BISC Partners has published an EU-supported study on food safety

Drivers of Consumer Food Safety Behavior

BISC Partners, within the framework of the project “Increased agricultural practices and consumer awareness” funded by the European Union, with the partnership of the CSRDG, conducted a study “Drivers of consumer food safety behavior”.

The project is being implemented within the framework of the fourth phase (ENPARD IV) of the “European Neighborhood Program for Agriculture and Rural Development” (ENPARD – Georgia). It is implemented by a consortium, which includes Georgian Farmers’ Association (the leading partner), the Center for Strategic Research and Development of Georgia (CSRDG) and the Association of Farmers and Beekeepers of the Ambrolauri District of the Mountainous Regions of Georgia.

In recent years, amid the generally improved situation in terms of food safety, consumers are still less aware of the importance of food safety. Therefore, the interest in the issue and their participation in the process of enforcement of food safety control is insignificant. The practice of reporting food safety violations is also low, which creates a significant barrier to timely response.

Promoting consumer behavior change to improve food safety standards is one of the important tasks.

  • Visible and hidden motivators and barriers that influence the decisions and actions of consumers – on the one hand, to select and purchase this or that food product, and on the other hand, to assess its safety and to react appropriately in case of danger.
  • A model of consumer behavior related to food safety
  • Profitable points for killing desired behavior
  • Ways to develop measures to encourage desired behavior (recommendations on interventions)

The behavioral insights methodology used by BISC Partners offers a scientifically proven way to identify an irrational system and provide solutions to drive consumers to take the desired action: increase consumer and other stakeholders (media, civil society organizations) involvement in food safety standards and In the process of improving consumer protection mechanisms.

  • Segmentation based on behavioral patterns
  • Observing not visions of the future, but experience and actual behavior
  • Analysis of the existing process
  • A study of mental models and preconceptions

As a result of the research, BISC Partners identified the following among customers:

  • Consumers do not have the feeling that safe food is being sold somewhere and that something can be changed – if they know, they will have information about the existing mechanisms of food safety protection and control, as well as the actions taken in this direction. This would greatly reduce their sense of hopelessness.
  • Difficulties/Challenges (PainsReading the composition indicated on the product label is difficult, as well as understanding its content. The willingness and effort to read the label is on the face, it is important to simplify the process.
  • Food safety for the consumer is directly associated with quality, which is an expensive pleasure for him, and the solution is to compromise – in the conditions of knowing the fundamental differences between quality and safety, consumer behavior will be adjusted.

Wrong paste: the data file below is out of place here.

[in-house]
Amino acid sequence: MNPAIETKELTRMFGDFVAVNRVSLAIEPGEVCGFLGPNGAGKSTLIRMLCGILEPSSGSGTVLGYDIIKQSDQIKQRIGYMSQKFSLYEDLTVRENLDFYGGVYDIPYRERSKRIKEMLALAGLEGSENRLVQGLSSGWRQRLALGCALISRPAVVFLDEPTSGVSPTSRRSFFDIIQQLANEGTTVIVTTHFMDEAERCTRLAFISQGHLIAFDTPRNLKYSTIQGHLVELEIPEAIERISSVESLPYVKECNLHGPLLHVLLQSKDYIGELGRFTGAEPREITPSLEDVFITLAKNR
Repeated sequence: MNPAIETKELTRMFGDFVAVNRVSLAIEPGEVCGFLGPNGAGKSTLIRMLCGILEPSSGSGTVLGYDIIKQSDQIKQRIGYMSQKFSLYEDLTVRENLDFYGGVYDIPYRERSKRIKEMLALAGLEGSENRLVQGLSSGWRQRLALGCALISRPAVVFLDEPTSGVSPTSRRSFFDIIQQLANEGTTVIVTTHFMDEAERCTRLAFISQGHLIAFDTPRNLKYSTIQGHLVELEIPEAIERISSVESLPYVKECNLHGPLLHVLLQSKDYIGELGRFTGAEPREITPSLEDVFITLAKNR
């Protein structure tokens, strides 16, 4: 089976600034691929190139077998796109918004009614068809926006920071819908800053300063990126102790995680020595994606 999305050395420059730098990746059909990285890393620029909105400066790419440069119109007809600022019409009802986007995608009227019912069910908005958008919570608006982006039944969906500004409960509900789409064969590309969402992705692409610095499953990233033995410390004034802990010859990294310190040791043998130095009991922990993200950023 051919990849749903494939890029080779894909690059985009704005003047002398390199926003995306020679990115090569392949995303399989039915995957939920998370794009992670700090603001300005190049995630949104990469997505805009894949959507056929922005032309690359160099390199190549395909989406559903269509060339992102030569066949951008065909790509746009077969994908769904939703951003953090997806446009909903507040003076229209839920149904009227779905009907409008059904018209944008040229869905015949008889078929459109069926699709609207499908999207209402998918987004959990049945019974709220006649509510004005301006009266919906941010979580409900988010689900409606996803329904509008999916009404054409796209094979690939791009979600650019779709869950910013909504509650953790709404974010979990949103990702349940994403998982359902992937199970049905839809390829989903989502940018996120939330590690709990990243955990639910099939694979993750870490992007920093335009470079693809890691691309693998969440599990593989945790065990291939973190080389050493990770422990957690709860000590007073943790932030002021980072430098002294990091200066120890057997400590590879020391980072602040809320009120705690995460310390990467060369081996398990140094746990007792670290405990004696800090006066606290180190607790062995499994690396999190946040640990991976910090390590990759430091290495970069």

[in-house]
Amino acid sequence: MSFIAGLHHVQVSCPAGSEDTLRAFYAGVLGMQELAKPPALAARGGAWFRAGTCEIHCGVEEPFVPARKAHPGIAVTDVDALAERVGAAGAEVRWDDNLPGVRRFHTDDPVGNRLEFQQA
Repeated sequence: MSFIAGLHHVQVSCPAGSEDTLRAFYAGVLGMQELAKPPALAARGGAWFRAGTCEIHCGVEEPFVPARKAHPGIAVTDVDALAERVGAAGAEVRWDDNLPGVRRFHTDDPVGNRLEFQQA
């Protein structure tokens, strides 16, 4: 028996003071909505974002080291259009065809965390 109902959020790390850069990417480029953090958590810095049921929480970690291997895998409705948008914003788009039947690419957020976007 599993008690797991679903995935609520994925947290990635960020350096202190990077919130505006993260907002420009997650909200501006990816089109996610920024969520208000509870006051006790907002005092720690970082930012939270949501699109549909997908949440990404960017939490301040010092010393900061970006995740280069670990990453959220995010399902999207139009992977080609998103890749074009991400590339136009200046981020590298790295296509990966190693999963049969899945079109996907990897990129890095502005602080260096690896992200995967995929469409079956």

• For consumers, childcare is the top motivator for checking food ingredients.
  • Consumers have an interest in maintaining storage conditions, which is directly related to food safety in consumers’ perception.
  • Consumers are willing to pay a little more if they know they are buying safe food.
  • High price is associated with quality, and quality with safety. Consumers prefer to pay more for a “quality” product without much effort, expecting it to be harmless.
  • Personal knowledge of the food producer or distributor is enough for the consumer to have a feeling of trust in unlabeled or unmanufactured products.
  • There is an attitude that responding to food safety is not the responsibility of the consumer, but only the responsibility of the state and official agencies.
  • Rural products are perceived as natural and there is no doubt about their safety

  • There is a practice of avoiding receiving information related to food safety among consumers (information avoidance). They prefer to know less and “sleep peacefully”.
  • Consumers are aware that when it comes to food safety, action is necessary, but they find it difficult to react when a violation is detected, including calling the (National Food Agency) hotline, since this behavior is still socially unacceptable in society.
  • Sharply defined fear of industrialization – there is a feeling among consumers that in case of introduction of European food safety standards, the natural production of food in Georgia may be called into question.
  • Negative attitude towards the “farm” product from people who have direct contact with the production process and have more information about compliance with hygienic and other standards.

BISC Partners presented a number of specific intervention ideas that need to be tested in a variety of ways to determine scale. Several measures have already been implemented and are in place, but need to be refined or improved:

  • Food Safety App or Website (Technology Solution)
  • Safety rating
  • Food labeling (QR code)
  • Inspection sticker and certificate
  • Reframing and Streamlining Notification Incentives at the National Food Agency
  • Information and awareness raising campaign, taking into account psychological and emotional factors identified by research

When developing interventions, BISC Partners draws on the EAST framework for behavior change, which allows us to tailor solutions to identified barriers (comfort, fears) and motivators (value goals, benefits and problems).

Learn more about the study that BISC Partners’ behavioral science experts worked on – “Drivers of Consumer Food Safety Behavior.”


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